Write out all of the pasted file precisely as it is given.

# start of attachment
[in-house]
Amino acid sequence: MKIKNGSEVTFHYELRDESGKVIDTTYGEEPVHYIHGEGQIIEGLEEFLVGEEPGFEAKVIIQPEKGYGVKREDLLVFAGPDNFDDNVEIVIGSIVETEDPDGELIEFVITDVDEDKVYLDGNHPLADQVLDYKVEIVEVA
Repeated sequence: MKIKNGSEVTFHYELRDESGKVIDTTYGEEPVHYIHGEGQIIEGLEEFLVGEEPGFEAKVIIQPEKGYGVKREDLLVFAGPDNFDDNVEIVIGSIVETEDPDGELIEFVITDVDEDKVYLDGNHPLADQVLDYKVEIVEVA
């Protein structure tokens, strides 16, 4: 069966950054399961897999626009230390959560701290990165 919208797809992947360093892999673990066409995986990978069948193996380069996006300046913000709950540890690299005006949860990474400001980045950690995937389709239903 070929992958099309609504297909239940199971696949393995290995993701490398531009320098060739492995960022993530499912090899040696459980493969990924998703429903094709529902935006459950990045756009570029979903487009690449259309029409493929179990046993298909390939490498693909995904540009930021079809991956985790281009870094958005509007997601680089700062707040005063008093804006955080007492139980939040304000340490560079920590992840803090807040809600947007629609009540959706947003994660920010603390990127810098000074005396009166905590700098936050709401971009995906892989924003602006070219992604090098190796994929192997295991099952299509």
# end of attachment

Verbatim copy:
[in-house]
Amino acid sequence: MKIKNGSEVTFHYELRDESGKVIDTTYGEEPVHYIHGEGQIIEGLEEFLVGEEPGFEAKVIIQPEKGYGVKREDLLVFAGPDNFDDNVEIVIGSIVETEDPDGELIEFVITDVDEDKVYLDGNHPLADQVLDYKVEIVEVA
Repeated sequence: MKIKNGSEVTFHYELRDESGKVIDTTYGEEPVHYIHGEGQIIEGLEEFLVGEEPGFEAKVIIQPEKGYGVKREDLLVFAGPDNFDDNVEIVIGSIVETEDPDGELIEFVITDVDEDKVYLDGNHPLADQVLDYKVEIVEVA
């Protein structure tokens, strides 16, 4: 069966950054399961897999626009230390959560701290990165 919208797809992947360093892999673990066409995986990978069948193996380069996006300046913000709950540890690299005006949860990474400001980045950690995937389709239903 070929992958099309609504297909239940199971696949393995290995993701490398531009320098060739492995960022993530499912090899040696459980493969990924998703429903094709529902935006459950990045756009570029979903487009690449259309029409493929179990046993298909390939490498693909995904540009930021079809991956985790281009870094958005509007997601680089700062707040005063008093804006955080007492139980939040304000340490560079920590992840803090807040809600947007629609009540959706947003994660920010603390990127810098000074005396009166905590700098936050709401971009995906892989924003602006070219992604090098190796994929192997295991099952299509």